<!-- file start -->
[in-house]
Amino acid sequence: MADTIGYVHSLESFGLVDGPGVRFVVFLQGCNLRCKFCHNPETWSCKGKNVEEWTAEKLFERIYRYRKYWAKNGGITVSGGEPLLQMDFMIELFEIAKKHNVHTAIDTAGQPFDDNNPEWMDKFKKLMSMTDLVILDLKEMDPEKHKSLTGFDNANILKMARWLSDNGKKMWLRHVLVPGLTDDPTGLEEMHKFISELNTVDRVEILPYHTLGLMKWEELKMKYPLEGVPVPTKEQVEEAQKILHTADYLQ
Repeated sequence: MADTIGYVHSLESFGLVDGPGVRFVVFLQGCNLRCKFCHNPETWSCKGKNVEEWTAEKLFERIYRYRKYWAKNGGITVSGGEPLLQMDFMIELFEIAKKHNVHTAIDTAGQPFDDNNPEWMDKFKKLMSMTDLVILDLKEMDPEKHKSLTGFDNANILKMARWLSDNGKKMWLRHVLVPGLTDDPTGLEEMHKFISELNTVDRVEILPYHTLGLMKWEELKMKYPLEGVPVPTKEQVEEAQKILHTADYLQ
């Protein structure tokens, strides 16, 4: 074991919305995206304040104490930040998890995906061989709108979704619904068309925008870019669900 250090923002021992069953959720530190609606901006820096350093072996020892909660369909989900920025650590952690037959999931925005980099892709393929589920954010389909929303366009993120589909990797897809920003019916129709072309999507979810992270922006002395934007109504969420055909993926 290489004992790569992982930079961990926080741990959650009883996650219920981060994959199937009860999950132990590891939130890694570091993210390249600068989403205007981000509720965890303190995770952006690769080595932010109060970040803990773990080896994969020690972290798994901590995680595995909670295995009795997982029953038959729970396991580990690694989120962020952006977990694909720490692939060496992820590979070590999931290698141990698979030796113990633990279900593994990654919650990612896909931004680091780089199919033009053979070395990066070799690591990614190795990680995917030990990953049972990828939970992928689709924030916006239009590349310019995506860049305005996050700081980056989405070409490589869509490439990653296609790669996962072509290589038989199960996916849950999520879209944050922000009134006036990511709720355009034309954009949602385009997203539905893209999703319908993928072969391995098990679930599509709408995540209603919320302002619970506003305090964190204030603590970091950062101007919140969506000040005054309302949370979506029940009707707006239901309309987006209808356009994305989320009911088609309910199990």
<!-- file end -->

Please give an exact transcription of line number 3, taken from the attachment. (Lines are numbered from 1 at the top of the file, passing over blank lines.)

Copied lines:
Repeated sequence: MADTIGYVHSLESFGLVDGPGVRFVVFLQGCNLRCKFCHNPETWSCKGKNVEEWTAEKLFERIYRYRKYWAKNGGITVSGGEPLLQMDFMIELFEIAKKHNVHTAIDTAGQPFDDNNPEWMDKFKKLMSMTDLVILDLKEMDPEKHKSLTGFDNANILKMARWLSDNGKKMWLRHVLVPGLTDDPTGLEEMHKFISELNTVDRVEILPYHTLGLMKWEELKMKYPLEGVPVPTKEQVEEAQKILHTADYLQ